May 09, 2013

Celluloid Man

I watched some of Sooraj Barjatya's films on YouTube last month. It has been made officially available there by Rajshri. I just had to spend about ten seconds and the movie was playing on my screen. If it were not available there, I could have (illegally) downloaded it, or hired a DVD from the nearest library. Watching films, in the age that we live, is as easy as that. The availability, mostly, is not an issue. Now let us go back to the late 60s. Can we, those living in this era, imagine how difficult it would have been to watch movies way back then? There was no DVD or VCR, and the only way to watch a movie was to wait for it be screened at a theatre near you. Perhaps, those from our generation will never be able to feel the longing and the joy that cinephiles experienced back then. Romance has definitely changed completely, with technology, and it includes the romance with films.

So when Sanjeev Kumar signed Satyajit Ray's 'Shatranj Ke Khiladi', and realised that he hadn't watched any of the master's films, he could not download it from the internet or order it from BigFlix. He did not have UTV World Movies on his TV. And he definitely did not want to face Ray without having any knowledge of his cinema - he was too embarrassed. So he went to Pune and contacted Mr. PK Nair, the founder and director of National Film Archive of India. The Archive had several of Ray's movies. Sanjeev Kumar rented a flat in Pune, stayed there for several weeks, and watched all these films, projected at the Archive auditorium. Imagine, what he would have done if there were no Ray movie there, or worse, there were no Archive!

The first Indian talkie, 'Alam Ara', was made in 1931. Today, the movie is untraceable. It is lost. That invaluable film of historic and aesthetic significance is not with us any more. Possibly its last print is buried in some abandoned junkyard, fungi growing over spools of a dream that its maker Ardeshir Irani had made possible, of a film that had driven the Indian audience crazy just because the characters on the screen had begun to talk! The state of India's first fiction film 'Raja Harishchandra' (1913) is much better. Of its 40 minutes, only about 16 minutes have been found and archived. At the film club in our medical college, we once had the screening of whatever has survived of that remarkable film - the precursor of what we call Indian Cinema.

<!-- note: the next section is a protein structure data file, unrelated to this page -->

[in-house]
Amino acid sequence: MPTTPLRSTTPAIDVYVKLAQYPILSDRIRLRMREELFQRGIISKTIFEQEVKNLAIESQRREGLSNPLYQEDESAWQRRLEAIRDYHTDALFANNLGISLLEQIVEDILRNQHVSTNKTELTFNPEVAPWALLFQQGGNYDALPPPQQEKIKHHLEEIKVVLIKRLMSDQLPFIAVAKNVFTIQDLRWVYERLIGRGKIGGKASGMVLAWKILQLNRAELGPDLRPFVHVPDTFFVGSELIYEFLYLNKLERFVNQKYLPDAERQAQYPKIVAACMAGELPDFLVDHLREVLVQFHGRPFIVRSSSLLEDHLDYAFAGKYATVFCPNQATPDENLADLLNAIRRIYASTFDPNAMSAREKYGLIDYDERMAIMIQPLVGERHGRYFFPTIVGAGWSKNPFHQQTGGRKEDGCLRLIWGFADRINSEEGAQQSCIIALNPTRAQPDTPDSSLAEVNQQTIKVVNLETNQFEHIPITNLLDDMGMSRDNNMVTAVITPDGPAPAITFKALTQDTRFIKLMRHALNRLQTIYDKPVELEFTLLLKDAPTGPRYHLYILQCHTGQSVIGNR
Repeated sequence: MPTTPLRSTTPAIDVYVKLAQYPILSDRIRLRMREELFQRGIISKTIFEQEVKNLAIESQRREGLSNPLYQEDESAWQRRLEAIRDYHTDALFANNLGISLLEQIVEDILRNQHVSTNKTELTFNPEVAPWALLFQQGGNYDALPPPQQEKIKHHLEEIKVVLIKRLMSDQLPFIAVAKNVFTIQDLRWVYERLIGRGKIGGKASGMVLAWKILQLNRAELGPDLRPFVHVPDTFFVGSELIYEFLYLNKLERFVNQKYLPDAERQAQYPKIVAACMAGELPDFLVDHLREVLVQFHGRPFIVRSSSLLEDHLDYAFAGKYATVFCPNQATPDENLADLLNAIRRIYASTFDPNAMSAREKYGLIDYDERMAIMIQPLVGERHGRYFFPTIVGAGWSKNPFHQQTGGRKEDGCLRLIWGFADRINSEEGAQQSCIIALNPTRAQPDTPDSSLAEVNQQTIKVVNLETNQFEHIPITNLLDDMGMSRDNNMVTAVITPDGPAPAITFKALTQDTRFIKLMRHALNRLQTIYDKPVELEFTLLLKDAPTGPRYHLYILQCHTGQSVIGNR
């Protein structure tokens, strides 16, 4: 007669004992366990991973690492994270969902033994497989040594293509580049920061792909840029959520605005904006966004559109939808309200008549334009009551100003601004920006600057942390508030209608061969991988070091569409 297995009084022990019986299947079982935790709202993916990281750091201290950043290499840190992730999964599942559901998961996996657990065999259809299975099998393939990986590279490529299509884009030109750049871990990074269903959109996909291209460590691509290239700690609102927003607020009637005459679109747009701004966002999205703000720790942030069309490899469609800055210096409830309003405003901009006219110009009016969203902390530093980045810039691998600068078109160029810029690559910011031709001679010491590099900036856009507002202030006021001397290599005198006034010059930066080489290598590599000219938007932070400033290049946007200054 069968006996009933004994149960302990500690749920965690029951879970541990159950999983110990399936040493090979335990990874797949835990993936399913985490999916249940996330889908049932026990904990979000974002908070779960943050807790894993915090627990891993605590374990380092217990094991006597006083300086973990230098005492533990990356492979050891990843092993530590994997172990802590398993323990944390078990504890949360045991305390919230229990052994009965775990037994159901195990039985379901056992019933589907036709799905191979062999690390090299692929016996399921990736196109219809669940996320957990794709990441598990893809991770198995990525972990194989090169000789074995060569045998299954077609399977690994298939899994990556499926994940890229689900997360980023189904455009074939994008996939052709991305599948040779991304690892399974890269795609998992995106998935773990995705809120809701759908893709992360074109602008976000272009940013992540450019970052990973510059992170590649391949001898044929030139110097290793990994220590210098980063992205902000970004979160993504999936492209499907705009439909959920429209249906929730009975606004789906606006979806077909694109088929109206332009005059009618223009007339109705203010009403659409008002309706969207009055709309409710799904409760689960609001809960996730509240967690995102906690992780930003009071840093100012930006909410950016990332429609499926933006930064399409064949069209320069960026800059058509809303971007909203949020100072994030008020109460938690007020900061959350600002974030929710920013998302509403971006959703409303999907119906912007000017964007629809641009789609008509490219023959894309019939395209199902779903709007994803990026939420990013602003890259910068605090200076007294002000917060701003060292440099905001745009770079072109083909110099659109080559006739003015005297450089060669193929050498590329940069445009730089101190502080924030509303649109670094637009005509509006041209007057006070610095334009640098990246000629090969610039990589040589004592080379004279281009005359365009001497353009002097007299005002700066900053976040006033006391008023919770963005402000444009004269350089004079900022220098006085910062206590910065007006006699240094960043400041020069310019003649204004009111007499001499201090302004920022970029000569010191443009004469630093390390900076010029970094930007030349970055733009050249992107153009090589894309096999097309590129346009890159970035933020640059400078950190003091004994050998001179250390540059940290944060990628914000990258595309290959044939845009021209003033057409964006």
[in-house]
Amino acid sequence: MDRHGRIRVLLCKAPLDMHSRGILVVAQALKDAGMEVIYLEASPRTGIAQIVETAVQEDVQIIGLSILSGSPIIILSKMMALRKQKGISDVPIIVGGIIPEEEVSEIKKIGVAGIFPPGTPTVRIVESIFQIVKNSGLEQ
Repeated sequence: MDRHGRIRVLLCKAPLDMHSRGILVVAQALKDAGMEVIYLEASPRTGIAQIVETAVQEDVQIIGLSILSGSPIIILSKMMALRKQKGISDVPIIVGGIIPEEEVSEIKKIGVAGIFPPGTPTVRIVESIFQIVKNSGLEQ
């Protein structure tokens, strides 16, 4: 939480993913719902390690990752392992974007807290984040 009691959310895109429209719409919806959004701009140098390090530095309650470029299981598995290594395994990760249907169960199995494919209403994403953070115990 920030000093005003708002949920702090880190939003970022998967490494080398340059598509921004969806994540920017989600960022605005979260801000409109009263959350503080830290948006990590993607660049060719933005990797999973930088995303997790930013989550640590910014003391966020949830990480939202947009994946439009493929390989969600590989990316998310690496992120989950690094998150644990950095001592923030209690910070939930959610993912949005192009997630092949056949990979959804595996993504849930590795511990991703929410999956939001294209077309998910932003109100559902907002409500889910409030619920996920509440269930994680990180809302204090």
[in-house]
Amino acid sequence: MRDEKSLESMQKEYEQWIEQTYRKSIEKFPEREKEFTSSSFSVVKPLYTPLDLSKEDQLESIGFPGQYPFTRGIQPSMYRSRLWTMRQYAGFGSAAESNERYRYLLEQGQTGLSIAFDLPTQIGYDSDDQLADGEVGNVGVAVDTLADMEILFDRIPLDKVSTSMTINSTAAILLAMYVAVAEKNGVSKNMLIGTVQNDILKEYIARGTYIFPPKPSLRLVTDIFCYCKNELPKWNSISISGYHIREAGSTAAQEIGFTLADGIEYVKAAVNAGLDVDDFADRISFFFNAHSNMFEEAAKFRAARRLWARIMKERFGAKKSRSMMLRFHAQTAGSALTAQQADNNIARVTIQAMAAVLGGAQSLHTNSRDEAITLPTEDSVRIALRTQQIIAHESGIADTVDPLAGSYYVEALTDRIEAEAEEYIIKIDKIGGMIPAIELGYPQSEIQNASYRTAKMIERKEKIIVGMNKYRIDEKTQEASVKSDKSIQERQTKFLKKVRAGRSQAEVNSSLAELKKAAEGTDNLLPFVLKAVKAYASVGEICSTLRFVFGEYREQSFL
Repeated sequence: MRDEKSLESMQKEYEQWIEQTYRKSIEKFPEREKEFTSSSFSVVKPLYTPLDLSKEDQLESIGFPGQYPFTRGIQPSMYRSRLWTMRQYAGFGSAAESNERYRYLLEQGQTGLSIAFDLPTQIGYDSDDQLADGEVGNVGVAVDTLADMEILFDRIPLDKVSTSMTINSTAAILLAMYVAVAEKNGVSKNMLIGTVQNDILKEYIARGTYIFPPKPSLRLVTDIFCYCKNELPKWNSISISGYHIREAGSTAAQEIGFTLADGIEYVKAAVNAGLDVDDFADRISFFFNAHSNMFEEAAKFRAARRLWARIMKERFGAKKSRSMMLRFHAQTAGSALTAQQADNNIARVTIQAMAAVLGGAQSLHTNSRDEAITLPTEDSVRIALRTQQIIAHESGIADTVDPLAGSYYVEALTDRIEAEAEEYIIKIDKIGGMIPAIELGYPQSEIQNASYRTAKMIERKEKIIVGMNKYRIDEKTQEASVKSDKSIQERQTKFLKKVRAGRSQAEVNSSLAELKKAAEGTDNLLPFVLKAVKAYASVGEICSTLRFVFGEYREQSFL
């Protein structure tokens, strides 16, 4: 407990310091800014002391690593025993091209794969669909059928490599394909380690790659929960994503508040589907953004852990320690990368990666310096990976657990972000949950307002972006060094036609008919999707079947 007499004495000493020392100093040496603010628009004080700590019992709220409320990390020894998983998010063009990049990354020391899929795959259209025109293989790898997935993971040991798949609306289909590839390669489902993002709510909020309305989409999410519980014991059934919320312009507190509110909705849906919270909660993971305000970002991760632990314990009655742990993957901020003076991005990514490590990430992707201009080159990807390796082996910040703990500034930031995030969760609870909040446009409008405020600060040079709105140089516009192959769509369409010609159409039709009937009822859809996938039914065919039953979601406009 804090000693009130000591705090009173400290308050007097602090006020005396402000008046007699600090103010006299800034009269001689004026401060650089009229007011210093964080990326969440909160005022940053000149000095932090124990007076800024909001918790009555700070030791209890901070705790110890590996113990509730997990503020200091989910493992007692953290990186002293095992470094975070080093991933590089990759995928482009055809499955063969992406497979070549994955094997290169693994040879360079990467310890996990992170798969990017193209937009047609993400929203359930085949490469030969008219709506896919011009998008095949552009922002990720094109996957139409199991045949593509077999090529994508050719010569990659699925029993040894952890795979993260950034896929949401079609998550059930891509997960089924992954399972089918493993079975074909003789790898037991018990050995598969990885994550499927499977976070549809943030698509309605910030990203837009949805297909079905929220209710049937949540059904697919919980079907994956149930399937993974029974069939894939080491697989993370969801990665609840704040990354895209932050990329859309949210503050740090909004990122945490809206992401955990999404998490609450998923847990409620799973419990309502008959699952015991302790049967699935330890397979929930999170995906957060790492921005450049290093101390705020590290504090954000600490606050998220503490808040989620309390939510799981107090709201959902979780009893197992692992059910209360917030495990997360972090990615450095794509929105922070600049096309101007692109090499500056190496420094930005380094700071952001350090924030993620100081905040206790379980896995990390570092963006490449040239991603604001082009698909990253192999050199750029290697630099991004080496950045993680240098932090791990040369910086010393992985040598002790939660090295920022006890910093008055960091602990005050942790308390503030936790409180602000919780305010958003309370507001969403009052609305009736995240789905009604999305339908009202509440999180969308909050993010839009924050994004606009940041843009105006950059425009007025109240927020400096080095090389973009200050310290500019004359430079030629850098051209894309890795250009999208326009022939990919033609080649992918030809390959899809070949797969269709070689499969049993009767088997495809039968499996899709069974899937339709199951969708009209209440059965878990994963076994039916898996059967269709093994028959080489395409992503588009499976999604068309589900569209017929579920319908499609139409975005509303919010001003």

We, Indians, have had a glorious past, but a very poor history. The West has had a significant past, but a very significant history. These lines from the documentary 'Celluloid Man' (2013) ring so true even with respect to our cinema. There is so much to regret about what has been lost - so much of dream and passion and hard work now gone forever. There is a scene in the documentary where spools of film are sold at the rate of some hundred rupees per kilo, and then silver is extracted out of the film, reducing the magic of motion picture written over it to uselessly non-biodegradable plastic - hauntingly blank and colourless, reminding me of the ghastly slaughterhouse scenes from the 1949 French documentary: 'The Song of the Beasts'. So yes, there is a lot to regret about. But what 'Celluloid Man' does manage to achieve is honour and thank and celebrate the efforts of Mr. Nair, who can be rightly called the custodian of the Indian film tradition.

It is a long documentary, two hours and forty minutes. And it has numerous references to films and film-makers from across the world. So, I don't know if I can recommend it to all. But for me, it was perhaps the best way to celebrate the Centenary of Indian Cinema. I hope you can feel my joy when I saw the villagers of a small Karnataka village talk about 'Bicycle Thieves' and 'Rashomon' - having watched them during the screenings held there from the prints archived at NFAI. Or the moment when Mr. Nair is mouthing the lines of Charles Kane, with the 'greatest movie ever made' playing on the screen behind him. Or the theme music of '8 1/2' rising in the background. Or Naseeruddin Shah talking about Vittorio Di Sicca. 'Celluloid Man' is a film its maker Shivendra Singh Dungarpur can be proud of. It is relevant, and it is moving, and I didn't want it to end. Of the powerful images from it, perhaps the most unforgettable and hair-raising would be the images of abandoned film cans, shrouded with cob-webs, neglected and ignored, and the unforgettable line from Ghatak's 'Meghe Dhaka Tara' (1960) - "Dada, aami baanchte chaayi" (I want to survive, brother!) echoing on the sound-track. It was a moment that made me feel helpless and sad, for all films that are lost today. If cinema is forever, it is only because of the tireless efforts by people like PK Nair, who unarguably is one of the biggest cinephiles this land has produced.


  1. The rating stars cannot do justice to this movie. As this is not a movie. It is a bitter truth about this unique job for which not even those care whose hard work is being take care by this man. Its a story of a man's dedication of his life to an art and a struggle which no one notices and no one cares for.

  2. Saw it at PVR Goregaon. The audi was less than half filled but everybody was totally engaged by it despite its length. Now am looking forward to Ship of Theseus among Indian films, which have been hearing about a lot and so glad that its finally getting a release. Also Dabba has been getting good feedback from Cannes i think.